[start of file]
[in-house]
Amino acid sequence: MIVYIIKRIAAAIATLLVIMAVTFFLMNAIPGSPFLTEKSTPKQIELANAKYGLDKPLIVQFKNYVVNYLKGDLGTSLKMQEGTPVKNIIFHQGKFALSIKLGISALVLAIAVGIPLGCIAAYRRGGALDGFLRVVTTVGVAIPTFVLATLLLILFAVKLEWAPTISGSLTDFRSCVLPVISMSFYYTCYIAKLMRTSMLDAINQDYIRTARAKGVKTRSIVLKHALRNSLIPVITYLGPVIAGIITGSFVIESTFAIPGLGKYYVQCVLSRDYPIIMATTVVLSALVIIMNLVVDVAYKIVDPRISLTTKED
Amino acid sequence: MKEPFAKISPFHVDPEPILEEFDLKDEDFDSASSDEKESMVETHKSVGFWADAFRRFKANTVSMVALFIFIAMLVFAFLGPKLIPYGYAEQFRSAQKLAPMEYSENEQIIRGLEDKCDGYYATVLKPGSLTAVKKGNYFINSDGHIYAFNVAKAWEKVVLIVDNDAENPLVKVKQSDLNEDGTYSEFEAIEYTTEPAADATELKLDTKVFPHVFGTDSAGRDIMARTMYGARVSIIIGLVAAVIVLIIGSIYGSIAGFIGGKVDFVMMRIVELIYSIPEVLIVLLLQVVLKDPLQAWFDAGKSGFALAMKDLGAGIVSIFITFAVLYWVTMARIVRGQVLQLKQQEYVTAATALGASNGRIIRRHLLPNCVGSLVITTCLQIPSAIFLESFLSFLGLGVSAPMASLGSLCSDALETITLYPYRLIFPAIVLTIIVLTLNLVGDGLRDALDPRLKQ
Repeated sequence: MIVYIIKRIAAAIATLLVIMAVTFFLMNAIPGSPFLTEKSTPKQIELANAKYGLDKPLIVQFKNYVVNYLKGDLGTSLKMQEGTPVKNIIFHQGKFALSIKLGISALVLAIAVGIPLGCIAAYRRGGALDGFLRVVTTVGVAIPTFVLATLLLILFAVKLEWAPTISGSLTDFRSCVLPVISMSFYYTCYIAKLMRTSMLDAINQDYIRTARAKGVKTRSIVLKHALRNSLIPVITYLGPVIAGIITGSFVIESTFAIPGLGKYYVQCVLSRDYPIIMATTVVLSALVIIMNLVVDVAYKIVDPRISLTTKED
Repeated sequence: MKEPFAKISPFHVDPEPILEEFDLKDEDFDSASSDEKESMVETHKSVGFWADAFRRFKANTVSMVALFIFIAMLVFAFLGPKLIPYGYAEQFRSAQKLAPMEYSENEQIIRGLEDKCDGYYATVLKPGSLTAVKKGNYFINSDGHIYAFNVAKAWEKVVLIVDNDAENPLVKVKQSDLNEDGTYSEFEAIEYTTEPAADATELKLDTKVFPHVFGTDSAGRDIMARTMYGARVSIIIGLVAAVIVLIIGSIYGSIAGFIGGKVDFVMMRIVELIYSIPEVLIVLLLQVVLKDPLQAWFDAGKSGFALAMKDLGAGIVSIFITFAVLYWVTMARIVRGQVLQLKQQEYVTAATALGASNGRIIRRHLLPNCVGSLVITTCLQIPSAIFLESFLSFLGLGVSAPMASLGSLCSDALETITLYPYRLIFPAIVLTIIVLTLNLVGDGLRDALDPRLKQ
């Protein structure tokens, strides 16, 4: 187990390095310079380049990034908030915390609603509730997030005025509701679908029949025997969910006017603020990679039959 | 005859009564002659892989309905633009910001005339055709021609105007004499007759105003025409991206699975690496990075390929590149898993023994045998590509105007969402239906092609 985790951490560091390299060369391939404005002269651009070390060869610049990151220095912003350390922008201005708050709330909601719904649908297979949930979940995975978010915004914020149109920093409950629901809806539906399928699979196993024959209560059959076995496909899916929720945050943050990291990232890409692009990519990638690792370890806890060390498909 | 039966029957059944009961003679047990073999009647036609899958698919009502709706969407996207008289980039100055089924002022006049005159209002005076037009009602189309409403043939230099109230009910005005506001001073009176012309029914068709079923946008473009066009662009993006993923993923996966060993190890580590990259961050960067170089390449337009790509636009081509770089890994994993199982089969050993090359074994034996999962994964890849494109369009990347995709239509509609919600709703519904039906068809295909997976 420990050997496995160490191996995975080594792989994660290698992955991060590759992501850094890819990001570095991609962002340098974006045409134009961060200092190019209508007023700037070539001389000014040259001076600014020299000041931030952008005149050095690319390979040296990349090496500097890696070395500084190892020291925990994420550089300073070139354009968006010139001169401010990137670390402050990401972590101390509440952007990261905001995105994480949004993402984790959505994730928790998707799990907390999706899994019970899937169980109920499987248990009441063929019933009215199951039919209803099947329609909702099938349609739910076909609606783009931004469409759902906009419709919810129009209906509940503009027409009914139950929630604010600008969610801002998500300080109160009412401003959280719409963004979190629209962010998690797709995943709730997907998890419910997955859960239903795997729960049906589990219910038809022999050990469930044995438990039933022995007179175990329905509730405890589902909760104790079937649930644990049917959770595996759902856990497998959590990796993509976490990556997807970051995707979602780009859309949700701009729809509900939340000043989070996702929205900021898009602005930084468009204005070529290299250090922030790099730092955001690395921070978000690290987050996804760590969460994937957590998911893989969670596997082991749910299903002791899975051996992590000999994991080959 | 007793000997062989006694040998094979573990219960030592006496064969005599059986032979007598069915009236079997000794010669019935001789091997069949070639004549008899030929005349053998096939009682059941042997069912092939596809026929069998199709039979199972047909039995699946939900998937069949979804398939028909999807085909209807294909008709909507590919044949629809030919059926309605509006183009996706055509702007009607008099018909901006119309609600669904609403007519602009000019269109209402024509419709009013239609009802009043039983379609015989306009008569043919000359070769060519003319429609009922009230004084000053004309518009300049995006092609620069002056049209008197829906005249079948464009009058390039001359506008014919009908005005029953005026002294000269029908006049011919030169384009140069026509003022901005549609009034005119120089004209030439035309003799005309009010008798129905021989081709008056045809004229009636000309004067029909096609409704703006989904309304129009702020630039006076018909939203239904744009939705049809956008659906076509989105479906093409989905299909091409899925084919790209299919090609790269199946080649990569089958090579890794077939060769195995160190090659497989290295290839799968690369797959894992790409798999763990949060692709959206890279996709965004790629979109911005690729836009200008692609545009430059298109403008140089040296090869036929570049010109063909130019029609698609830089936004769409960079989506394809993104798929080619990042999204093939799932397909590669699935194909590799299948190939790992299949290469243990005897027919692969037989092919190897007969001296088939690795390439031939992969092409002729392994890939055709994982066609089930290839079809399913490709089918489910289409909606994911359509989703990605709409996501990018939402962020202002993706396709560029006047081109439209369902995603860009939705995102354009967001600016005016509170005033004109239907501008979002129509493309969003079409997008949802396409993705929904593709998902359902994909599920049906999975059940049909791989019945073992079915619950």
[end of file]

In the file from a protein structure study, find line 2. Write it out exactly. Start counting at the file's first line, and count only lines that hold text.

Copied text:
Amino acid sequence: MIVYIIKRIAAAIATLLVIMAVTFFLMNAIPGSPFLTEKSTPKQIELANAKYGLDKPLIVQFKNYVVNYLKGDLGTSLKMQEGTPVKNIIFHQGKFALSIKLGISALVLAIAVGIPLGCIAAYRRGGALDGFLRVVTTVGVAIPTFVLATLLLILFAVKLEWAPTISGSLTDFRSCVLPVISMSFYYTCYIAKLMRTSMLDAINQDYIRTARAKGVKTRSIVLKHALRNSLIPVITYLGPVIAGIITGSFVIESTFAIPGLGKYYVQCVLSRDYPIIMATTVVLSALVIIMNLVVDVAYKIVDPRISLTTKED